I’ve lived in New Zealand since 2004. Since I decided to leave my homeland, Argentina, I’ve been bombarded with all sort of questions: why New Zealand?, how is life here?, is it easy to adapt?, what is the cost of living?, ….and the list goes on. This article intends to answer some of those questions.
I will leave the economic, geographical, political and other characteristics for your own research. There is no need to write about the beauty of this country, there is plenty documented about it, in articles, books and films. If you are still curious you can start by looking at this site: www.newzealand.com. Alternatively you can leave a message on our forum: www.codespanish.com/forum
Before you continue, I want to make one point clear. The following lines might sound a bit harsh, especially if you are a Kiwi. It is not my intention. I love this country; I don’t regret choosing New Zealand as my adoptive home. But sometimes immigration agencies are a bit too positive. I’m trying to be more realistic.
Don’t believe in everything you read in the brochures
As happens in many other countries it isn’t easy to find a place in the professional world. So, my first advice is to be realistic. Ignore any document that promises a sort of “New American Dream” (well New Zealand dream in any case). You could find yourself coming back home with an unfair view of the country. Immigration consultants and governmental agencies are to a great extent responsible for it.
Although the unemployment rate is at an all time low – as I write this article it is one of the lowest in the developed world – it doesn’t mean that you will easily get a similar professional position to the one you have now. This is particularly difficult for those whose native language is not English. I will return to this point later.
Do your homework
Most countries in the world have requirements to allow visitors to work permanently and temporally. New Zealand is no exception. You are required to have a work permit or to be resident. Let’s take a brief look at some of the permits that the New Zealand immigration service concedes:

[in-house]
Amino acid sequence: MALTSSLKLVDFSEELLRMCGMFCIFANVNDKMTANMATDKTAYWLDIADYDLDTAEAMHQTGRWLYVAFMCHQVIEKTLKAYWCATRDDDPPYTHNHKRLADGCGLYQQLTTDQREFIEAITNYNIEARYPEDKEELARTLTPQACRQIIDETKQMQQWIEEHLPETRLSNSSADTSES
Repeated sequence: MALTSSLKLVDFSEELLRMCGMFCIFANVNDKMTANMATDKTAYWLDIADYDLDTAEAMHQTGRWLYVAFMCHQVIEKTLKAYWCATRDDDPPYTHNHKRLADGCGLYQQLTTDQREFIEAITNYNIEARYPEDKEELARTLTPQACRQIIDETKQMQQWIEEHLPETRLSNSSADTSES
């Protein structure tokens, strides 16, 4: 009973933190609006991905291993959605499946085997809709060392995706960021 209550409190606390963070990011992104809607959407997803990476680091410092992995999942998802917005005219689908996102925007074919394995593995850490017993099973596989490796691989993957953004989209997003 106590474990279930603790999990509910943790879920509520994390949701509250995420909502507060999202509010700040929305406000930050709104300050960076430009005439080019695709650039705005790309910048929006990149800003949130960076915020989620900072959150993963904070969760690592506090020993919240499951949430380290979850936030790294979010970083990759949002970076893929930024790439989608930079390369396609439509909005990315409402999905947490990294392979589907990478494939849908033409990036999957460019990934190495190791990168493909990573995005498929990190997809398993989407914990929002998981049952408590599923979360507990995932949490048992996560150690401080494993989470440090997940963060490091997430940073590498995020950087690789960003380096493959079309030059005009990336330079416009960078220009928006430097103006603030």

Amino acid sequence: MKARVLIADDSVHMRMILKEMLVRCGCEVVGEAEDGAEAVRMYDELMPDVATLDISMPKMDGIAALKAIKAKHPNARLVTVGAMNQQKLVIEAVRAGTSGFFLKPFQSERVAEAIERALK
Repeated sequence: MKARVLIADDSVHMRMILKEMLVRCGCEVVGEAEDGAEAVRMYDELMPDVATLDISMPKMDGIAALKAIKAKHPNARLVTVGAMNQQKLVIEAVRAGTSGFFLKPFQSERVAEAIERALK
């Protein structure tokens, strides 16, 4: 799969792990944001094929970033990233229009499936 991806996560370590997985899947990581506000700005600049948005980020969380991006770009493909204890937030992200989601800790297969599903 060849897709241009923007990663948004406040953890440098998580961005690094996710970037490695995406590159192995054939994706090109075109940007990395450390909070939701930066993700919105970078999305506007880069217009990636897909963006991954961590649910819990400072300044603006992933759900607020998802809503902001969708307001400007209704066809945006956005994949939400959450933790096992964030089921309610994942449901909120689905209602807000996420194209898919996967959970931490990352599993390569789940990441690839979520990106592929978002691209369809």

- Visitor visa: purely for tourism. Working under this permit is illegal. Although there are illegal workers in New Zealand, it is not worth the risk, especially if you have an IT qualification. You can still come as visitor and apply for a work permit while you are in the country as long as you are not actually working. We will discuss this situation later.
- Working holiday visa: this is granted to people from certain countries aged between 18 and 30 to come to New Zealand to travel and undertake temporary work. The duration and conditions of this visa vary with the nationality of the applicant. It is normally granted to a limited number of people per country. Hispanic countries that are granted this visa are: Argentina, Chile and Mexico.
- Visas for seasonal work in horticulture and viniculture: you can apply for this visa once in New Zealand. It allows working in tasks such as pruning and fruit picking for a maximum period of six weeks. You are not allowed to extend this permit. Holders of this permit are only allowed to work in specific regions of the country in the activities mentioned above.
- Student permits: you are allowed to work a maximum of 20 hours a week. To be granted this permit you need to be a fulltime student of a New Zealand institution. Since fees are not cheap for international students, in order to pay your fees and your expenses you are likely to need more than 20 hours of work.
- Work Permit: this is the type of visa that is needed to work in general. It allows working fulltime for a limited period of time. There are several categories, requirements and limitations They are always changing. However, as IT professionals we are only interested in the Immediate Skill Shortage List category. IT is in high demand and almost all the streams of IT skills are included in the Shortage List. Nevertheless, you need to have an employment offer from a valid employer (here lies one of the biggest problems of this system). Also, if you quit your job, you have to leave the country, unless you have another legitimate job offer.
- Residence – Skilled Migrant Category: the main difference from the Work permit is that is not tied to a particular employer. Not only does it give freedom of choice, it also opens doors to the same possibilities that citizens have: bank credits, student fees at local rates (under any of the other schemes students pay international fees), student loans, business credits, mortgages, etc.
This permit is granted through a pool system in which an applicant fills a form called expression of interest (EOI). The applicant claims a score according with age, English level, skill set, etc. This score is used in the pool. If the applicant claimed 100 points or more, the EOI goes into the Pool. Every fortnight, all EOIs over 140 points are automatically selected for an invitation to apply for residence. After this, lower scoring EOIs with certain factors, such as skilled employment in New Zealand, are selected. Therefore the time it takes to be invited to apply varies considerably from case to case.
- Other permits: there are many other ways to stay in New Zealand to work. For more details visit www.immigration.govt.nz
As you can see, it isn’t easy. I recommend reading the New Zealand immigration service website carefully before making a decision. If I had done that before coming to the country I could have saved lots of money and time. I took my chances and came under a Working Holiday Scheme. Things were neither easy nor cheap for me.
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